So here we have a situation where this is a brand new venture. It has to “succeed” in 3 months or less. It’s so unique that nobody knows what it is yet. It’s in a broad enough category that without a lot of focused effort, it’ll get lost in a sea of other products because it doesn’t fill a need, it’s a whimsical purchase thing.
With all of these facts before me, I stepped out of my SEO guy persona and into my wise and caring business advisory persona. And let her know that, in my opinion and experience, other than baseline optimization around her product brand and product name, SEO should be the last thing she spends marketing money on. In this situation, she should, instead, consider several other marketing paths.
I suggested considering the strategic placement of banner ads on sites or blogs that get mid-level traffic where those sites cater directly to the niche market segment that the first version of her products would be ideal for. of course, banner ads can cost a lot of money, however by choosing not the top most visited or popular sites, the cost of those banners would be more digestible. And by getting banners only on sites that have visitors who would be considered her ideal market, it’s a much more highly qualified prospective customer base. She liked this idea a lot.
I suggested a Facebook Fan page be set up because as soon as a single new customer bought one of these, they were going to want to tell their friends about it. And having a Facebook Fan page would be the first opportunity to help go viral. She looked at me and said – I’ve never used Facebook… [headdesk]
I could easily see videos being created that showcase this product in a humorous light, without needing to invest in a full blown commercial production. And with the right combination of social media effort, one or more of these could also go viral. The notion of video sounded interesting to her, but more like a “yeah next year, after we succeed…” kind of a way. [headdesk x 2]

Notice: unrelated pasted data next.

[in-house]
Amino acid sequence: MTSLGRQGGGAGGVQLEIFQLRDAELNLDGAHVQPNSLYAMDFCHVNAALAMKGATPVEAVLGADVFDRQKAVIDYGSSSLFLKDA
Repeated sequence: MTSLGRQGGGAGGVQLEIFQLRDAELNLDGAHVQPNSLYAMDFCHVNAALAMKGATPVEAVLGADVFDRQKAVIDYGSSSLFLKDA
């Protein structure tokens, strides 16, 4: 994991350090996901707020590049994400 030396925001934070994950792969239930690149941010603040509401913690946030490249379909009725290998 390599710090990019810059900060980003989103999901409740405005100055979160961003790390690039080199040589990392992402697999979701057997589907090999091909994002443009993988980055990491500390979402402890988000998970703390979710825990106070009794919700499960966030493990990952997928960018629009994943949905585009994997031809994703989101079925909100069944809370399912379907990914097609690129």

She’s never been on Twitter either. So this one was kind of painful. Yet I explained that with a Twitter account targeted at her specific ideal customer, she could start a humor based campaign where the product was only a secondary thing. She didn’t grasp that so we quickly moved on. Because she wasn’t listening actively at this point.
Old School Gift Shows
She could buy a table at a gift show and have retailers come to her. Or she could hire a rep who could do the shows or even go around to their existing accounts and do the selling for her. Sounded too big a vision for her current mindset. But she took notes as I discussed how that would work.
Direct to Retailers
In this scenario she could just go door to door direct to retailers – boutique and mid-size stores, asking if they’d carry her product. Right away, she said there wasn’t a market for it here in California (the first version here is ideal for politically conservative people), to which I replied – that’s not the case in Orange County, and in any case, there are conservatives spread throughout California. And with a rep doing the selling, it would be up to them to find the stores. She put this one down as another one for “next year…”
PR Isn’t Dead Yet
In spite of what some people would have you believe, I explained to her that old fashioned PR is another very low cost approach. In this case, I suggested she could try and get the products featured in any number of ideal-market blogs or sites – it’s just a matter of finding the “Daily Candy” equivalent within the gag gift market. Or she could send it to Sarah Palin, Rush Limbaugh, etc. etc… She laughed nervously at these suggestions, thinking no big name conservative would even consider her product worthy enough to talk about to their millions of followers. I gently offered that she at least think about it because all it would take would be just ONE of them mentioning her product to their followers…
She liked the Daily Candy concept and said she’d research those opportunities.
An Endless List Of Possibilities
The list of other marketing methods out there that each by themselves could be perfect in this situation is endless. It just takes creative thinking. And all of them would be a lot easier than her having to generate a site with hundreds of pages of unique high quality content in the gag gift market, especially when she initially only has a couple products.
And as much as I love bringing in the cash, I hate seeing someone throw good money out the window because they “should”.